Writer and chess coach: careeer case study

Writer and chess coach

What got you interested in physics?
I always liked sciences at Stirling High School and physics was my favourite, because of the combination of mathematics and practical stuff.

What did you study at school and university?
I took physics at the University of Manchester. I was attracted to Manchester because of their good reputation for astrophysics (Jodrell Bank Observatory) and particle physics. Their admissions officer also gave a great talk and I was impressed with the overall setup.

Following graduation, I wanted to do a PhD with practical applications in the intersection between biology and physics. When I looked at what was available, Oxford replied, with a project involving immunology and physics. However, after a year, the research group moved to set up a biotech company and I had to learn to work more on my own, with a new project. This was on multiple sclerosis, in collaboration with researchers from Denmark. My main role was looking at interactions between components of the immune system from a structural point of view, using x-ray crystallography, though I had to do some biochemistry lab work as well. In the end, I managed to complete my PhD in a combination of biochemistry and physics.

What was your career progression?
In my final year at Manchester, I co-authored a computer program called the Babar Particle Physics Teaching Package which has since been used in a number of particle physics masterclasses aimed at 6th formers. I wrote the teaching material and my lab partner wrote the 3D graphics engine for displaying the particle tracks. (He's now the lead physics programmer for a computer games company!)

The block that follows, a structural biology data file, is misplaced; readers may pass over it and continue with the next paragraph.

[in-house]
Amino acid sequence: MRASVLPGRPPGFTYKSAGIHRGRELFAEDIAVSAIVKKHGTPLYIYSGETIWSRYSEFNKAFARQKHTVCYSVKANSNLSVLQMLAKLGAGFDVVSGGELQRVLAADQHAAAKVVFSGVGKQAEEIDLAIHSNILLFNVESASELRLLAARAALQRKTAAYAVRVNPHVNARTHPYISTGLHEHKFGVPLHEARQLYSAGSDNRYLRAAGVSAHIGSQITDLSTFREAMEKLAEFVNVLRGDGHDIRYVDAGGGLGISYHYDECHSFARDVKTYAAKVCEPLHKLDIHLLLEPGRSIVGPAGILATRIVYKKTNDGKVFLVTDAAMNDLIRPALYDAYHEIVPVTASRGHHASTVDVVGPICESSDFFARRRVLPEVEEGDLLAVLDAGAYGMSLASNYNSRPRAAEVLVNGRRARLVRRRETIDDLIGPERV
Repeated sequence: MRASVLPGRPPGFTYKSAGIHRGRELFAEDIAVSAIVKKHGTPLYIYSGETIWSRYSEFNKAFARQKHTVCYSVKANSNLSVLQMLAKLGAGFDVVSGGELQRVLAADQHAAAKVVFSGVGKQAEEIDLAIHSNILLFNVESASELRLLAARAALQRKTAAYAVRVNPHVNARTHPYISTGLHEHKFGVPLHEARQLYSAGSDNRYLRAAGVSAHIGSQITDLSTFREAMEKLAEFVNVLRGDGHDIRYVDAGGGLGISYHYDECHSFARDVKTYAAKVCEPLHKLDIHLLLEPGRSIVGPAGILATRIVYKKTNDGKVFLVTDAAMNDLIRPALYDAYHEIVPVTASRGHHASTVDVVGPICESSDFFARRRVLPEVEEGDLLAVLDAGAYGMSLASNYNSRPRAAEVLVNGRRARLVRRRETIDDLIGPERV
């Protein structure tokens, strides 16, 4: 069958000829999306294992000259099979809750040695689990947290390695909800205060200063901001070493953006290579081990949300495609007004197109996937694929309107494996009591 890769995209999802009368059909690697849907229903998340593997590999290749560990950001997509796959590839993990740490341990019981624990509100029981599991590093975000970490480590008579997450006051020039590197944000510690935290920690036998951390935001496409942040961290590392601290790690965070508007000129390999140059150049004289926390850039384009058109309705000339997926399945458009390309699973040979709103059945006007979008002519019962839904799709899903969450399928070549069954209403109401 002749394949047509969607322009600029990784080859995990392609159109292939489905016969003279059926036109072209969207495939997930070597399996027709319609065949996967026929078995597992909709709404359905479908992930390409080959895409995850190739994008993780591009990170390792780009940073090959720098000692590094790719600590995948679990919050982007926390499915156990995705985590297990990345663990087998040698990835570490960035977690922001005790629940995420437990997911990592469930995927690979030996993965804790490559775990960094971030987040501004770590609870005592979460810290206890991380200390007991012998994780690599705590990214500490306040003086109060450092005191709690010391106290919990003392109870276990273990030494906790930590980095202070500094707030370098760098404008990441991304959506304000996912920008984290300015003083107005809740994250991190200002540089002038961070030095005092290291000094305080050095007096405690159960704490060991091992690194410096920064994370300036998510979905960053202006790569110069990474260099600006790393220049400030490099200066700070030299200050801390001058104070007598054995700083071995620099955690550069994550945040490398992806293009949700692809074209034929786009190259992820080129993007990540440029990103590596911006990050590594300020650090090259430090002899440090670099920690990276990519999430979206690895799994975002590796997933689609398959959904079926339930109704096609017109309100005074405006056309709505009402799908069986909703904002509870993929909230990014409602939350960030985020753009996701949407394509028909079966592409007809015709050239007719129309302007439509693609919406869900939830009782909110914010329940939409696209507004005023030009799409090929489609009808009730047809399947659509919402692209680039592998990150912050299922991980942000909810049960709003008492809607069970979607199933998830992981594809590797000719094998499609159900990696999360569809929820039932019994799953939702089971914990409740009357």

In the final year of my PhD, a friend who was already an author with O’Reilly Media was invited to do an audition for a programming book in O'Reilly's “Head First” series. I was asked if I could come on board as a co-author to help my busy friend, as he had seen my work on the Babar Particle Physics Teaching Package. The programming book didn't get off the ground, but after doing a couple of auditions I was asked to write “Head First Physics” instead.

What job do you do now?
I am currently promoting “Head First Physics”. It covers mechanics, with a strong emphasis on learning to “think like a physicist” rather than memorising. I hope that there will be the possibility to write “part two” soon, as an algebra-based physics course would also cover other topics such as waves and electromagnetism.

I am also a chess coach and run a number of school chess clubs, having played chess for Scotland. Around that, I have recently started doing some part-time editing work for a local company.

What does the work involve day to day?
Right at the start of writing Head First Physics came the perk of being flown to Boston for training in the Head First approach to books – in particular, thinking of the reader as a learner and an active participant in the book.

When planning the book, I had to put myself in the learners’ shoes and work out what might go wrong in answering a physics question. This involved a lot of research including looking at examiners’ reports to find out where most of the mistakes in physics are made. I also had to think about how to provide an environment where the learner can make mistakes in a safe place – so that the learner discovers the right path for themselves after trying out something that doesn't quite work. This makes the right path more memorable than just being told about it. Another technique was to provide just enough information, 'just in time', rather than creating information overload by presenting everything, 'just in case' you need it. I also used different methods of putting the information across to appeal to different learning styles.

When actually writing, one method I used was story boarding, from the world of movies. This helped to provide focus, keep things on track and to be visual. Both the story boarding and actual writing involved several rounds of editorial feedback and refinement, including the technical review stage and a design edit. I spoke weekly with my editor, except during the final stages when the calls and emails were more frequent (and frantic)!



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